It’s a tradition that remained well in place until just a few years ago, after another string of molestations and rapes of Explorer Scouts in Victorville forced the department to suspend the practice.
When Tidwell retired in 1991, The Los Angeles Times published a puff piece praising him for helping “shepherd the department from a small force of deputies roaming Southern California’s outback to a modern law enforcement agency grappling with gangs and other urban ills.”
Sixteen years later, Tidwell was back in the news when his son and daughter-in-law were hauled in front of a judge. Here’s The Los Angeles Times from 2007:
“More than a dozen people in the bail bond business, including Danial Tidwell, son of former San Bernardino County Sheriff Floyd Tidwell, were indicted Friday on a host of charges, including perjury, falsifying documents and grand theft.
The 15 people involved worked for Boone’s Bail Bond, Arzate Bail Bond and Bail Hotline, according to the San Bernardino County district attorney’s office. Eight employees of Boone’s in Fontana were indicted, including owner Danial Tidwell, 53. He was indicted on two counts of possessing assault weapons, one count of receiving stolen property and one count of grand theft of a firearm. His wife, Shirley Tidwell, 47, was indicted on a charge of filing false and forged documents and perjury.”
The Tidwell clan operated a string of bail bond companies, and for years had been using an illegal kickback scheme to dominate the bail bond business in San Bernardino County. It was a simple racket: the Tidwells used inmates inside the county jail system as sales agents who would refer other inmates to their company. In return, their inmate-agents got cash payments, free phone calls and lower bail premiums.
In the end, a friendly county judge reduced their charges to misdemeanors, slapped the Tidwells with minor fines and let them go on their way.
In the course of the case, investigators stumbled onto something unexpected. Tidwell’s sons had a bunch of unregistered guns in their house with tags that read “San Bernardino County Sheriff’s Evidence Room” still attached. Surprise! The guns came from their father, who, as it so happened, had been stealing confiscated weapons from his department evidence room for decades. Everyone seemed to know about it. I guess it was just seen as one of the perks of being top dog sheriff. Here’s The Los Angeles Times again:
Floyd Tidwell, the former sheriff of San Bernardino County, pleaded guilty Monday to four felony counts of concealing stolen property as investigators said he took at least 523 guns from evidence rooms during his eight-year tenure.
During his terms, from 1983 to 1991, Tidwell would walk through evidence rooms “as if shopping, to take his pick of weapons,” one sheriff’s official said. Among the weapons was a military M–2 carbine, a fully automatic assault weapon banned under state and federal gun control laws.”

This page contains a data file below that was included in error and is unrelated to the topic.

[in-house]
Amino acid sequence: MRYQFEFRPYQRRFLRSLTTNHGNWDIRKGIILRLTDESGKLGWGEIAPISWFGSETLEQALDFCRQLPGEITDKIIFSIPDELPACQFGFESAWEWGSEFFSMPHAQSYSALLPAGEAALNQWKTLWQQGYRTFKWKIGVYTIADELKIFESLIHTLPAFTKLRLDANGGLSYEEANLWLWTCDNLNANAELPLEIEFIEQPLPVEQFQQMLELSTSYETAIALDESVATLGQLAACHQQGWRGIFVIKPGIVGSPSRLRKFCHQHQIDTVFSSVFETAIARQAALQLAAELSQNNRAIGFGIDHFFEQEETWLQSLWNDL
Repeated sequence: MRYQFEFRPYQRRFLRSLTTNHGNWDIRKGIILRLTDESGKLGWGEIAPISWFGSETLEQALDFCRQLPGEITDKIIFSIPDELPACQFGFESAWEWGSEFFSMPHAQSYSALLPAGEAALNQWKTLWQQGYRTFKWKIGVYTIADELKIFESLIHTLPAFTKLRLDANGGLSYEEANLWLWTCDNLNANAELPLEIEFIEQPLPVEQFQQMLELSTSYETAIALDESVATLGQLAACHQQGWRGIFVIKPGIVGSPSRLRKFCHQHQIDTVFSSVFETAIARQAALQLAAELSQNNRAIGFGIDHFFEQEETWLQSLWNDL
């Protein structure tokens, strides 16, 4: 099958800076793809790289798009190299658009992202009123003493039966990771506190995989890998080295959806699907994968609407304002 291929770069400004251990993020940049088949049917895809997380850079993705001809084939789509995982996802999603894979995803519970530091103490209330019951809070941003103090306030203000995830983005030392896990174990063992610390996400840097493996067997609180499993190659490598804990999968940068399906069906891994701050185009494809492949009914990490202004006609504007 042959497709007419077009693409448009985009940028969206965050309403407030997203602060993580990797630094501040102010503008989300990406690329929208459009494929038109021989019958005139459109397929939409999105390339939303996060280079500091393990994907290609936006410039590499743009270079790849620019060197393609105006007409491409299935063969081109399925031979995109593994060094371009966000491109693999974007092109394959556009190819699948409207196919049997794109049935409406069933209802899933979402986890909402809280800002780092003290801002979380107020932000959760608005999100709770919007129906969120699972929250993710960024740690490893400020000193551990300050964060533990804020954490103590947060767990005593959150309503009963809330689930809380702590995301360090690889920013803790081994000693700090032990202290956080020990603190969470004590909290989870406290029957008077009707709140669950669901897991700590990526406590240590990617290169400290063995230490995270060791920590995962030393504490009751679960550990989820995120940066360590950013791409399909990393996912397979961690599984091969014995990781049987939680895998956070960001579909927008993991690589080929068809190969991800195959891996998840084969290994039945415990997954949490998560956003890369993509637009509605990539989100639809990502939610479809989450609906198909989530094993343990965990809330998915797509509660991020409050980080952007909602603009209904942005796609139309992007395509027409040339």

The sheriff begged not to be sent to jail. “I’ve put a lot of people away,” he groveled in front of the judge, saying that he’d never make it out. The crooks would skin him alive. Of course, a friendly county judge took pity on the old sheriff. Tidwell’s punishment? A $10,000 fine and no jail time.
The lack of accountably is shocking, even compared to neighboring ultra-conservative Orange County.
Compare the gentle treatment of Penrod and Tidwell with what recently happened to Orange County Sheriff Mike Carona, who was indicted on a long list of corruption and abuse-of-office charges: fraud, conspiracy, witness tampering—you know, basic sheriff stuff like that. Carona beat most of the rap against him, but was nabbed and found guilty of witness tampering and sentenced to 66 months.
Which brings us to Christopher Dorner.
It’s been a week since the San Bernardino County Sheriff’s Department standoff with Christopher Dorner resulted in his death. There is strong preliminary evidence showing that the sheriff’s deputies intentionally ignited Dorner’s cabin with incendiary grenades, rather than attempt to take him into custody alive. The current sheriff, John McMahon, has repeatedly denied this, claiming that the fire was accidental:
“We did not intentionally burn down that cabin to get Mr. Dorner out….We believe that this investigation is over, at this point, and we’ll just need to move on from here.”
McMahon spent his entire career working the same good ol’ boy network of back-desert cops that both Penrod and Tidwell came from. So we shouldn’t expect much in the way of cooperation.
What happens in San Bernardino County stays in San Bernardino County…
Postscript: As this article goes to print, news is emerging that someone from the San Bernardino County Sheriff’s Department has been shopping around “extremely gruesome” death scene photographs of Christopher Dorner to various media outlets. The pics were offered to tabloid website TMZ. It declined to purchase the pics, but here is how TMZ described the goods:
Christopher Dorner’s badly scorched, partially dismembered body was photographed after his death …
The top of Dorner’s head is gone … presumably the result of the self-inflicted gunshot wound that ended his life after the gun battle at a remote cabin in Big Bear, CA last week.
The body is missing several limbs … including an arm and parts of a leg … and his midsection is charred from the fire that consumed the cabin during the Feb. 12 shoot-out.